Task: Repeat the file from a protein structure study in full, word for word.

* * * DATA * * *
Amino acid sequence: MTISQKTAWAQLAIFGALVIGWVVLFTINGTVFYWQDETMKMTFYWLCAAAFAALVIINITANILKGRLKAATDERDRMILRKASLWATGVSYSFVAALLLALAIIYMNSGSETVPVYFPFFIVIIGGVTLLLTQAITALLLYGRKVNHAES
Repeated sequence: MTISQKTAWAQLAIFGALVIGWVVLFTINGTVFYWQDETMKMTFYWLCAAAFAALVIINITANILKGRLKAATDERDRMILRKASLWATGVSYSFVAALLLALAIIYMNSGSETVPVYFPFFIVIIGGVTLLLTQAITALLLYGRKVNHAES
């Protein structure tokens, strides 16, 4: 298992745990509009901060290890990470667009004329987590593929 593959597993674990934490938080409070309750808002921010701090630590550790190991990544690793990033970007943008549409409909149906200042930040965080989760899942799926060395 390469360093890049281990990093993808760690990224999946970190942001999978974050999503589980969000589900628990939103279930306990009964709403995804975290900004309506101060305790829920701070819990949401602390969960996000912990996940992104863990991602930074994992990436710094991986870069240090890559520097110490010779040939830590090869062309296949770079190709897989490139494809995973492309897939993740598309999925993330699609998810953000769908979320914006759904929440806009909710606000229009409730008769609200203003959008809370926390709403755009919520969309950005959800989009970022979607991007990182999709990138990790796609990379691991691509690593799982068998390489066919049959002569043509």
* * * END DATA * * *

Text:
Amino acid sequence: MTISQKTAWAQLAIFGALVIGWVVLFTINGTVFYWQDETMKMTFYWLCAAAFAALVIINITANILKGRLKAATDERDRMILRKASLWATGVSYSFVAALLLALAIIYMNSGSETVPVYFPFFIVIIGGVTLLLTQAITALLLYGRKVNHAES
Repeated sequence: MTISQKTAWAQLAIFGALVIGWVVLFTINGTVFYWQDETMKMTFYWLCAAAFAALVIINITANILKGRLKAATDERDRMILRKASLWATGVSYSFVAALLLALAIIYMNSGSETVPVYFPFFIVIIGGVTLLLTQAITALLLYGRKVNHAES
């Protein structure tokens, strides 16, 4: 298992745990509009901060290890990470667009004329987590593929 593959597993674990934490938080409070309750808002921010701090630590550790190991990544690793990033970007943008549409409909149906200042930040965080989760899942799926060395 390469360093890049281990990093993808760690990224999946970190942001999978974050999503589980969000589900628990939103279930306990009964709403995804975290900004309506101060305790829920701070819990949401602390969960996000912990996940992104863990991602930074994992990436710094991986870069240090890559520097110490010779040939830590090869062309296949770079190709897989490139494809995973492309897939993740598309999925993330699609998810953000769908979320914006759904929440806009909710606000229009409730008769609200203003959008809370926390709403755009919520969309950005959800989009970022979607991007990182999709990138990790796609990379691991691509690593799982068998390489066919049959002569043509």